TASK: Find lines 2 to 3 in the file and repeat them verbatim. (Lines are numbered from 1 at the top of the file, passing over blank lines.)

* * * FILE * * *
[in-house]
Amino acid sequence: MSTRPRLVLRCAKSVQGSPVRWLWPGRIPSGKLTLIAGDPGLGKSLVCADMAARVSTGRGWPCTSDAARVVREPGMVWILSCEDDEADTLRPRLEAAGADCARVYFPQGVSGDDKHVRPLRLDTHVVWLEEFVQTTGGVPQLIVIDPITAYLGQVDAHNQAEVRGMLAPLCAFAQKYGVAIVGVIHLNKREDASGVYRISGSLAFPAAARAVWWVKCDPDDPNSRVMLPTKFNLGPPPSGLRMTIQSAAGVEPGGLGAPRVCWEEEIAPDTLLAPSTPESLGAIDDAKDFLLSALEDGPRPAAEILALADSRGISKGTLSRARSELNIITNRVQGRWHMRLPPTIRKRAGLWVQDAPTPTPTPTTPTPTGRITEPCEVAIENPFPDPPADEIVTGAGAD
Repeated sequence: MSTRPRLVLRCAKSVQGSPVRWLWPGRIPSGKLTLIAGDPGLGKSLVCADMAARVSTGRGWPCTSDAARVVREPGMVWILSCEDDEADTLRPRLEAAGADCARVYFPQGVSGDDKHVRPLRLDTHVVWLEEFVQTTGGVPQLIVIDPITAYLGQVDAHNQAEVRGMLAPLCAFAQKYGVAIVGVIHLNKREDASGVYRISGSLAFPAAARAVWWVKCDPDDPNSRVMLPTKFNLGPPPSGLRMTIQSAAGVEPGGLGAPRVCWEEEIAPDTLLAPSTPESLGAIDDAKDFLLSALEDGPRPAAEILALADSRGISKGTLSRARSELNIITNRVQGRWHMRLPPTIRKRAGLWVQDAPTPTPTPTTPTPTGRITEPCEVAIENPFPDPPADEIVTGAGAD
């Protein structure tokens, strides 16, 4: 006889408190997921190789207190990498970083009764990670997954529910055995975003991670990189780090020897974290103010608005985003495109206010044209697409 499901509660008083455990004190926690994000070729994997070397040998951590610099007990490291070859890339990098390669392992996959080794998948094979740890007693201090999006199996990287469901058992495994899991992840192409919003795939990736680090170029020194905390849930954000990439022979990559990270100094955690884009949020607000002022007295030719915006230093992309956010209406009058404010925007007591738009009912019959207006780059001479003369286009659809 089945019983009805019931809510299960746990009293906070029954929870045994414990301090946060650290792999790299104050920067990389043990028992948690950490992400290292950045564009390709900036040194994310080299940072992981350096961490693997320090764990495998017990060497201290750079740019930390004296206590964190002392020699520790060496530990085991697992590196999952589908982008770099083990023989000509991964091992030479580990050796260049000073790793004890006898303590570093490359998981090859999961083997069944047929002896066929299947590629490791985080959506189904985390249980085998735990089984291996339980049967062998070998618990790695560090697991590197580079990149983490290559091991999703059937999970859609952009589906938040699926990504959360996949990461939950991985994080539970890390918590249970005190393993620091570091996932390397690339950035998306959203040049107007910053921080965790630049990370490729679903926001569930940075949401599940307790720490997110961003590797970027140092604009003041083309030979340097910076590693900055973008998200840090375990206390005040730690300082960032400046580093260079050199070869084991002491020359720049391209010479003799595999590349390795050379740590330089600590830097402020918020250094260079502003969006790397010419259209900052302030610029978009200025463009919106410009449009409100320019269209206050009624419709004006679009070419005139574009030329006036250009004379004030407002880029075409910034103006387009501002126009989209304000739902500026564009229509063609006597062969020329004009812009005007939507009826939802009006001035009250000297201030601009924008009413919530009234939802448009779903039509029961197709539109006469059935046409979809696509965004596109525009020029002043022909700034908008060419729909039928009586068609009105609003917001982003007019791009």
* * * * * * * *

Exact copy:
Amino acid sequence: MSTRPRLVLRCAKSVQGSPVRWLWPGRIPSGKLTLIAGDPGLGKSLVCADMAARVSTGRGWPCTSDAARVVREPGMVWILSCEDDEADTLRPRLEAAGADCARVYFPQGVSGDDKHVRPLRLDTHVVWLEEFVQTTGGVPQLIVIDPITAYLGQVDAHNQAEVRGMLAPLCAFAQKYGVAIVGVIHLNKREDASGVYRISGSLAFPAAARAVWWVKCDPDDPNSRVMLPTKFNLGPPPSGLRMTIQSAAGVEPGGLGAPRVCWEEEIAPDTLLAPSTPESLGAIDDAKDFLLSALEDGPRPAAEILALADSRGISKGTLSRARSELNIITNRVQGRWHMRLPPTIRKRAGLWVQDAPTPTPTPTTPTPTGRITEPCEVAIENPFPDPPADEIVTGAGAD
Repeated sequence: MSTRPRLVLRCAKSVQGSPVRWLWPGRIPSGKLTLIAGDPGLGKSLVCADMAARVSTGRGWPCTSDAARVVREPGMVWILSCEDDEADTLRPRLEAAGADCARVYFPQGVSGDDKHVRPLRLDTHVVWLEEFVQTTGGVPQLIVIDPITAYLGQVDAHNQAEVRGMLAPLCAFAQKYGVAIVGVIHLNKREDASGVYRISGSLAFPAAARAVWWVKCDPDDPNSRVMLPTKFNLGPPPSGLRMTIQSAAGVEPGGLGAPRVCWEEEIAPDTLLAPSTPESLGAIDDAKDFLLSALEDGPRPAAEILALADSRGISKGTLSRARSELNIITNRVQGRWHMRLPPTIRKRAGLWVQDAPTPTPTPTTPTPTGRITEPCEVAIENPFPDPPADEIVTGAGAD